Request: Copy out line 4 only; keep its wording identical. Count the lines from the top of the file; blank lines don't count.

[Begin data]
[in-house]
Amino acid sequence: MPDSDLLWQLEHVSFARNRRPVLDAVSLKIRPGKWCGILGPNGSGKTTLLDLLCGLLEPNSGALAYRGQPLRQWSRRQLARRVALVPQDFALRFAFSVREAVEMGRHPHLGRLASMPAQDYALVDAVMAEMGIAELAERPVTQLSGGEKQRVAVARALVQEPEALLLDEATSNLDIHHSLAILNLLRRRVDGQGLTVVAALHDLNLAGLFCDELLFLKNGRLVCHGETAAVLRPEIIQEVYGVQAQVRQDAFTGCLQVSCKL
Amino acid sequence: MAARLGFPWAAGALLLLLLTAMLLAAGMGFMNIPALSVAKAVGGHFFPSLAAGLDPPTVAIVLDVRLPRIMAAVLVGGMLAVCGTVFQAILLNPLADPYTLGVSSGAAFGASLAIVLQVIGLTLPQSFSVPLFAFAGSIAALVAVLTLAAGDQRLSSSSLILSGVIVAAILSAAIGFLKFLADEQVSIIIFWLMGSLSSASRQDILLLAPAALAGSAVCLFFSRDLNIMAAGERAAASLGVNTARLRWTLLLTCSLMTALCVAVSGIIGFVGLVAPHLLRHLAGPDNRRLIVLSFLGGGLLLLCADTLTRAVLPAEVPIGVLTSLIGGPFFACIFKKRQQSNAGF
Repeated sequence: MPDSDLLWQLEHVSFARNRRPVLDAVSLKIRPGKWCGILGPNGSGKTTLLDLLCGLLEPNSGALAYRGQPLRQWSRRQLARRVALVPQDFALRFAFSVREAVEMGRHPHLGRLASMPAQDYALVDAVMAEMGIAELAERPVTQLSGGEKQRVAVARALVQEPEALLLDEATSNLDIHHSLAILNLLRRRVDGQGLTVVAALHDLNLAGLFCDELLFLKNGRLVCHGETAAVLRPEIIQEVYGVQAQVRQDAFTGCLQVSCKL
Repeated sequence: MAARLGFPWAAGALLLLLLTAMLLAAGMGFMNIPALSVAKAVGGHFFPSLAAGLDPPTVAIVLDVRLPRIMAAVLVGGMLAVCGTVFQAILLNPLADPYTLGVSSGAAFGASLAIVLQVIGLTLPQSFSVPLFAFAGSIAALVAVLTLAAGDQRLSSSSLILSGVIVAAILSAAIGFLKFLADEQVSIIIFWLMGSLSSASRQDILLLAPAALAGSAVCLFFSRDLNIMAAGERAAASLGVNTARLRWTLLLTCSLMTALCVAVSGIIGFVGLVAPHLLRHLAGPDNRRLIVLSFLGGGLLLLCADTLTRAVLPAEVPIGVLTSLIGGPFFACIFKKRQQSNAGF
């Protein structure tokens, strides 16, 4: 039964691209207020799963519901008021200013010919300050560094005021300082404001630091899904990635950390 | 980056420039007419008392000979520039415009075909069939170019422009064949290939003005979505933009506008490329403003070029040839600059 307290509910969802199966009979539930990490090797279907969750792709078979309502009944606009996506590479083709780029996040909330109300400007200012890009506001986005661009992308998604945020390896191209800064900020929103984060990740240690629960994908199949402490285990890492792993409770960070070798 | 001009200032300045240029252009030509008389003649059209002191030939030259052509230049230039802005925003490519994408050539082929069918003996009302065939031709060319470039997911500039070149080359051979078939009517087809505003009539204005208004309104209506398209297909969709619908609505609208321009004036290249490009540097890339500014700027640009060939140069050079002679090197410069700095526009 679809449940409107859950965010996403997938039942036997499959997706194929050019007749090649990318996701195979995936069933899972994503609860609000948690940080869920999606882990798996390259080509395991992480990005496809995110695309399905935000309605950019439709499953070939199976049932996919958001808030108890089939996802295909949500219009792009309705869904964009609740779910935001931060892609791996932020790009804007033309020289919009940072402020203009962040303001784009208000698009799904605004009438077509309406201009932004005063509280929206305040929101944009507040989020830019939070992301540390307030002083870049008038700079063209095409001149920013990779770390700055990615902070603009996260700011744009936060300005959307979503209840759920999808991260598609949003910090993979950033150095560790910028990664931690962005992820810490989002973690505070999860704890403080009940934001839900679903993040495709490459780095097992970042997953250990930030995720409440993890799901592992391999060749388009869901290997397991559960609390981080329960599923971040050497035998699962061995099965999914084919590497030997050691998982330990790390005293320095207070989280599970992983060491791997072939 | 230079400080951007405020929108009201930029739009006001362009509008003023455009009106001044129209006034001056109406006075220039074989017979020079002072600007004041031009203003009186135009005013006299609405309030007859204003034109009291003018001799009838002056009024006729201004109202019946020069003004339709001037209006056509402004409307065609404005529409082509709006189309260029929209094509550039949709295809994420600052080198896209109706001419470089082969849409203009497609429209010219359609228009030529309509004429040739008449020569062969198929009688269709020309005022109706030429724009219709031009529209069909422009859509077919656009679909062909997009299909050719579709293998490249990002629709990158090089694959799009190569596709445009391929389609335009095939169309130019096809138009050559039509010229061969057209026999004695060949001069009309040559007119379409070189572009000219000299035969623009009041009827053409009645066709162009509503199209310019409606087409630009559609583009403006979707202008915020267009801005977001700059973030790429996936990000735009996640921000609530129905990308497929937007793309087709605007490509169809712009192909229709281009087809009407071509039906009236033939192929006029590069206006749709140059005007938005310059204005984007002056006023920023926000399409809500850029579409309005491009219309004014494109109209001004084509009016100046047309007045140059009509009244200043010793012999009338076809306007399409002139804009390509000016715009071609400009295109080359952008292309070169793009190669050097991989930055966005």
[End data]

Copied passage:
Repeated sequence: MPDSDLLWQLEHVSFARNRRPVLDAVSLKIRPGKWCGILGPNGSGKTTLLDLLCGLLEPNSGALAYRGQPLRQWSRRQLARRVALVPQDFALRFAFSVREAVEMGRHPHLGRLASMPAQDYALVDAVMAEMGIAELAERPVTQLSGGEKQRVAVARALVQEPEALLLDEATSNLDIHHSLAILNLLRRRVDGQGLTVVAALHDLNLAGLFCDELLFLKNGRLVCHGETAAVLRPEIIQEVYGVQAQVRQDAFTGCLQVSCKL